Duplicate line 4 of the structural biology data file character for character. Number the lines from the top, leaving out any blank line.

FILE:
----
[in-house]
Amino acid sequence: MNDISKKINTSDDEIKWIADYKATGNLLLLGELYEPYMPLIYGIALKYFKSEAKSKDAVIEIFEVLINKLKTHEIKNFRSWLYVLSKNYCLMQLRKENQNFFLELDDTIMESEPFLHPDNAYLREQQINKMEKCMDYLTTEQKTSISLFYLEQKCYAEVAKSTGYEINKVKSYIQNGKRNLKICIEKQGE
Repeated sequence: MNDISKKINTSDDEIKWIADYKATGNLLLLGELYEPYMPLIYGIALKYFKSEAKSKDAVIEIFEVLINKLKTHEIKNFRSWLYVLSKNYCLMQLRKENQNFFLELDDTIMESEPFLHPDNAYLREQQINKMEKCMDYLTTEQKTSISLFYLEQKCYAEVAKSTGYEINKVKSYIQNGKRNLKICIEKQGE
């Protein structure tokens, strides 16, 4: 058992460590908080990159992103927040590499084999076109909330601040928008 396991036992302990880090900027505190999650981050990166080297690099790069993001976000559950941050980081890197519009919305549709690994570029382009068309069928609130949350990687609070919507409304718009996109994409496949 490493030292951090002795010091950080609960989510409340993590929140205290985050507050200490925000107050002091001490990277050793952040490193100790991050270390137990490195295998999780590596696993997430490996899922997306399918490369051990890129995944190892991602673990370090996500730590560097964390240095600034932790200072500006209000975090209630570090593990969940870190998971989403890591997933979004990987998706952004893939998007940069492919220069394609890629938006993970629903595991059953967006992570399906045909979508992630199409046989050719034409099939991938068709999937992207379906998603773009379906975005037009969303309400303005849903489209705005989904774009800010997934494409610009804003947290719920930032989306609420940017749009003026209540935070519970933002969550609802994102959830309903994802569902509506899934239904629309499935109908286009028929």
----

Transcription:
């Protein structure tokens, strides 16, 4: 058992460590908080990159992103927040590499084999076109909330601040928008 396991036992302990880090900027505190999650981050990166080297690099790069993001976000559950941050980081890197519009919305549709690994570029382009068309069928609130949350990687609070919507409304718009996109994409496949 490493030292951090002795010091950080609960989510409340993590929140205290985050507050200490925000107050002091001490990277050793952040490193100790991050270390137990490195295998999780590596696993997430490996899922997306399918490369051990890129995944190892991602673990370090996500730590560097964390240095600034932790200072500006209000975090209630570090593990969940870190998971989403890591997933979004990987998706952004893939998007940069492919220069394609890629938006993970629903595991059953967006992570399906045909979508992630199409046989050719034409099939991938068709999937992207379906998603773009379906975005037009969303309400303005849903489209705005989904774009800010997934494409610009804003947290719920930032989306609420940017749009003026209540935070519970933002969550609802994102959830309903994802569902509506899934239904629309499935109908286009028929």